5) Choose a Business Structure
What is a business structure?
Whether you’re speaking to a first-time startup, an old client with a new venture, or an established business, it pays to think about business structure. There are six types, offering different levels of:
The choice your client makes will affect their rights and responsibilities. Their options are to be a:
Limited Liability Company (LLC)
Limited Liability Partnership (LLP)
Visit the link at the beginning of this section to delve into the differences in each option or get advice from experts like Falls City accountants Robert Aitken, CPA (402-245-5566) or Julie D. Bauman CPA (402-245-4040).
6) Choose Your Business Name & Logo
Register your business name to protect it
- There are four different ways to register your business name:
- Entity name protects you at state level
- Trademark protects you at a federal level
- Doing Business As (DBA) doesn’t give legal protection, but might be legally required
- Domain name protects your business website address
Choose a logo and stick with it
- It may get old to you, but it will always be fresh to new customers and build loyalty with existing customers.
7) Get Federal & State Tax IDs
Get a federal tax ID number: Internal Revenue Service
- Your Employer Identification Number (EIN) is your federal tax ID, and you need it to pay federal taxes, hire employees, open a bank account, and apply for business licenses and permits.
- It’s free to apply for an EIN, and you should do it right after you register your business.
- Your business needs a federal tax ID number if it does any of the following:
- Pays employees
- Operates as a corporation of partnership
- Files tax returns for employment, excise, or alcohol, tobacco, and firearms
- Withholds taxes on income, other than wages, paid to a non-resident alien
- Uses a Keogh Plan (a tax-deferred pension plan)
- Works with certain types of organizations
Get a state tax ID number: Nebraska Department of Revenue
The need for a state tax ID number ties directly to whether your business must pay state taxes.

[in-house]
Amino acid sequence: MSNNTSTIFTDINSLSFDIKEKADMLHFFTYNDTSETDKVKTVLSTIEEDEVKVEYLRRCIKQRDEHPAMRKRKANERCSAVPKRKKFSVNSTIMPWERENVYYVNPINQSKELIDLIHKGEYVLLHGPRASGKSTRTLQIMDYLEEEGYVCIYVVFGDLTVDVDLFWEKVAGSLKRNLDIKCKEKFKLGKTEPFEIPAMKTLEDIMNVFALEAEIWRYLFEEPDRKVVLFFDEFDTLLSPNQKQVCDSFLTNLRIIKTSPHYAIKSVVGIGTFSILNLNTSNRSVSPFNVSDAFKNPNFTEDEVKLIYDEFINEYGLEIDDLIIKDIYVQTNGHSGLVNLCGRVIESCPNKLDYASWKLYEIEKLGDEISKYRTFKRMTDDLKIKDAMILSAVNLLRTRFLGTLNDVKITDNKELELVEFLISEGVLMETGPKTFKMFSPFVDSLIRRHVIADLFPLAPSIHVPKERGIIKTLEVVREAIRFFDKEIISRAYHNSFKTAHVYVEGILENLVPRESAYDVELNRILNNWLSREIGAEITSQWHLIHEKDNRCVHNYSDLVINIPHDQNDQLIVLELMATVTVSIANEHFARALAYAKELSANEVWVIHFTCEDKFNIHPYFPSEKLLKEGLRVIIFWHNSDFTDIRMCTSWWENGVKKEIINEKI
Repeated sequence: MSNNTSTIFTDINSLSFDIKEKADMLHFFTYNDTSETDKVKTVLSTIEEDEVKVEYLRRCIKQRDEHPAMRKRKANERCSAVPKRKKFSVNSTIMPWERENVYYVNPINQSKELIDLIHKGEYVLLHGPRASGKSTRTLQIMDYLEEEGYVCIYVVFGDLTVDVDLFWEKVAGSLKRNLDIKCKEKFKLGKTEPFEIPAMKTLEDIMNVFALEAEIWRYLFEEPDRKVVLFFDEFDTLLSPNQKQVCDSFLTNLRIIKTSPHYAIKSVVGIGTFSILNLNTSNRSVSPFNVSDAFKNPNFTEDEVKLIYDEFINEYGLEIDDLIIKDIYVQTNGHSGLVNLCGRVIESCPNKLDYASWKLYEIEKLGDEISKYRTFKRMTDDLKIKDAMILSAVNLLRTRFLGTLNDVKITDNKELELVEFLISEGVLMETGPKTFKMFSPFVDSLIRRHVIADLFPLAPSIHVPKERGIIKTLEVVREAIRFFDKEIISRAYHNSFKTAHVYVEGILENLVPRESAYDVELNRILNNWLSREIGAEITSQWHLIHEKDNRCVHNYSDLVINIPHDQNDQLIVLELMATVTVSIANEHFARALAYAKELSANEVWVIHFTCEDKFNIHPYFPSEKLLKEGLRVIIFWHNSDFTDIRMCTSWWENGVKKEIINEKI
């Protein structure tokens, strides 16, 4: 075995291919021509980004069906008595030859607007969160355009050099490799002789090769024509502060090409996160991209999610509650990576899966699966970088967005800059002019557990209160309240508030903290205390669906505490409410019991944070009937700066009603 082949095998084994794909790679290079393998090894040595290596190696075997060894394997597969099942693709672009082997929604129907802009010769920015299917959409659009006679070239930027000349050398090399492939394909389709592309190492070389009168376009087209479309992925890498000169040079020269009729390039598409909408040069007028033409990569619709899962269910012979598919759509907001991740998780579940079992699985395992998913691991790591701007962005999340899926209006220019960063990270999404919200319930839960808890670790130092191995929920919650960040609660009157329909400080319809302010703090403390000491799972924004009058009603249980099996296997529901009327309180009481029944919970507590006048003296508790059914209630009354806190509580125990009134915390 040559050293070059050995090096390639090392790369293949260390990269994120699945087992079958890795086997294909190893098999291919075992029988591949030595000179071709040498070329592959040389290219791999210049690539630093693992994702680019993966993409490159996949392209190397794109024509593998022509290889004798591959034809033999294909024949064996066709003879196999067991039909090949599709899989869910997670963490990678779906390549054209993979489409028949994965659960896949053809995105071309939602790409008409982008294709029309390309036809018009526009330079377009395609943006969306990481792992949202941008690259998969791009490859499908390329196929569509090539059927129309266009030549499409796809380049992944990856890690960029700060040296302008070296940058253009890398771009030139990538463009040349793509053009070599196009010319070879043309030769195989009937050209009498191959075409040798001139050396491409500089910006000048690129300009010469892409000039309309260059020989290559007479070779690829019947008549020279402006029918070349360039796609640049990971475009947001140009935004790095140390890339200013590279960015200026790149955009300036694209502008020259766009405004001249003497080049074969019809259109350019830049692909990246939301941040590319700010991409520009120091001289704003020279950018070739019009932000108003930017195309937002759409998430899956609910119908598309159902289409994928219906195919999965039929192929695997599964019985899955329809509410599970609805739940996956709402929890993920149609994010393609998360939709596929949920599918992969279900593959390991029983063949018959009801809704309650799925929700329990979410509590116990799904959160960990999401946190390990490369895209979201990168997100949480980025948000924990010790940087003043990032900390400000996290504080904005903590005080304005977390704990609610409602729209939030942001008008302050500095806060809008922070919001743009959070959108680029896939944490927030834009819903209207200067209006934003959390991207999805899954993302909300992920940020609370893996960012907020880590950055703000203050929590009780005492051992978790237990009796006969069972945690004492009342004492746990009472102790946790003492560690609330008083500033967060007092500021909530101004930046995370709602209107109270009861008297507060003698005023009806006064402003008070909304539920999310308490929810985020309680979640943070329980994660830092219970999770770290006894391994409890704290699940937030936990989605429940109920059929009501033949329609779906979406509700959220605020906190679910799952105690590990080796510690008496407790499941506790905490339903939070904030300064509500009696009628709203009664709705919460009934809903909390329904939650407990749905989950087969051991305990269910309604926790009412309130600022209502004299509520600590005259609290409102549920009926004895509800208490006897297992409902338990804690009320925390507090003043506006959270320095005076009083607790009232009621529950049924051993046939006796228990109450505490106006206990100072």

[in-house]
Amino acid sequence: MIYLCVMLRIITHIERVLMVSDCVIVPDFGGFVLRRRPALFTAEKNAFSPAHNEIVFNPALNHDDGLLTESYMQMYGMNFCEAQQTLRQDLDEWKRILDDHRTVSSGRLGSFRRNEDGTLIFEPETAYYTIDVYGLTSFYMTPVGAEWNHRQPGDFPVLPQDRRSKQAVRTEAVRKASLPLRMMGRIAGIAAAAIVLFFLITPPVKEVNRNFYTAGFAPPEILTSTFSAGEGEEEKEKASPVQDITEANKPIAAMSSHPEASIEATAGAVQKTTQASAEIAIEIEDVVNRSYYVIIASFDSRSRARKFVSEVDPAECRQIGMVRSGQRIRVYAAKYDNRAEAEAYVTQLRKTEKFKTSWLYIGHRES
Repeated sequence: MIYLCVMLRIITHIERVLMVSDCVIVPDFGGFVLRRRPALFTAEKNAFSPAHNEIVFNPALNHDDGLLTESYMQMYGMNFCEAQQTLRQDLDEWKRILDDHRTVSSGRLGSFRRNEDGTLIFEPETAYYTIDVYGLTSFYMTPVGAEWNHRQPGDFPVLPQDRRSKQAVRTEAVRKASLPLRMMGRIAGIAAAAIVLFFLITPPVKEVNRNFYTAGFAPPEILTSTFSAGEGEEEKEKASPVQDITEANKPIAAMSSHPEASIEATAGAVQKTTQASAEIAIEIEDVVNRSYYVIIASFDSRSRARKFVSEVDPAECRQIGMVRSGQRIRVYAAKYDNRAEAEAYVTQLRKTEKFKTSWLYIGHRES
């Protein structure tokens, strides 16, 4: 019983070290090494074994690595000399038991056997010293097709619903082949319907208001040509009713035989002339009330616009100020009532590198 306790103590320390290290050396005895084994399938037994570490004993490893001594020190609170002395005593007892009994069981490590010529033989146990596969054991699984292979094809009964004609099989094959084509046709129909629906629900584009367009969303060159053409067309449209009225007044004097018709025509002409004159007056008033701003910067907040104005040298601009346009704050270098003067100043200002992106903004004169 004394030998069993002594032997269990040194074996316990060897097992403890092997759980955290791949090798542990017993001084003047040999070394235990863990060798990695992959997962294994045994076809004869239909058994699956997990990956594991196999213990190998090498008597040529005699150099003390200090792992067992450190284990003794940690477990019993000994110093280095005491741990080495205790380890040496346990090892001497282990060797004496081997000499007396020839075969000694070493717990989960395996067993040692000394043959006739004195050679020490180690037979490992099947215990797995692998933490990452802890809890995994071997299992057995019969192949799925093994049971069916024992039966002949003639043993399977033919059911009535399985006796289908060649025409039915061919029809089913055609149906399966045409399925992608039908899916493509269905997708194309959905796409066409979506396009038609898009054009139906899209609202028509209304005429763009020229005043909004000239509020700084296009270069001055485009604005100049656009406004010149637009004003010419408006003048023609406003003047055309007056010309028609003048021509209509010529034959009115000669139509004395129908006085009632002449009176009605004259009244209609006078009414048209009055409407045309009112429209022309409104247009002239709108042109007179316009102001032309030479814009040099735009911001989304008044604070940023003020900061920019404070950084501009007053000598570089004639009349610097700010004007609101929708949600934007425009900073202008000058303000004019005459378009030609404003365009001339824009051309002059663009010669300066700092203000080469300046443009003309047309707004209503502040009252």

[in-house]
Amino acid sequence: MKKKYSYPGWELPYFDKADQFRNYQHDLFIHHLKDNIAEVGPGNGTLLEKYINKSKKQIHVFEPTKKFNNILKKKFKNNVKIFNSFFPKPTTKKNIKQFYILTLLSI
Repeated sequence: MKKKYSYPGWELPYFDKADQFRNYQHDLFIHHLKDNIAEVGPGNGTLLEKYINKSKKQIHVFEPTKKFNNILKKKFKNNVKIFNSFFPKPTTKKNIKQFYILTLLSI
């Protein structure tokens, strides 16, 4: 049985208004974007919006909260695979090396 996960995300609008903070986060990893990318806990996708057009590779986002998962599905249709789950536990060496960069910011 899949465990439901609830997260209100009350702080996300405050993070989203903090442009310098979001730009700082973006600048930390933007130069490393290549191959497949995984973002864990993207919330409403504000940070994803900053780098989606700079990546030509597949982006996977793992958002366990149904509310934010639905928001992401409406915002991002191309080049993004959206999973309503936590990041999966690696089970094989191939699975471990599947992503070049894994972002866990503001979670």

- To know whether you need a state tax ID, research and understand your state’s laws regarding income taxes and employment taxes, the two most common forms of state taxes for small businesses.
- The process to get a state tax ID number is similar to getting a federal tax ID number, but it will vary by state and you’ll have to check with your state government for specific steps.
8) Apply for License & Permits
- Richardson County Health Inspector: Ann Franklin 402-430-3932 (cell)
9) Open a Business Bank Account
Most business bank accounts offer perks that don’t come with a standard personal bank account.
- Business banking offers limited personal liability protection by keeping your business funds separate from your personal funds. Merchant services also offer purchase protection for your customers and ensures that their personal information is secure.
- Customers will be able to pay you with credit cards and make checks out to your business instead of directly to you. Plus, you’ll be able to authorize employees to handle day-to-day banking tasks on behalf of the business.
- Business banking usually comes with the option for a line of credit for the company. This can be used in the event of an emergency, or if your business needs new equipment.
- Credit card accounts can help your business make large startup purchases and help establish a credit history for your business.
Links to Falls City banks: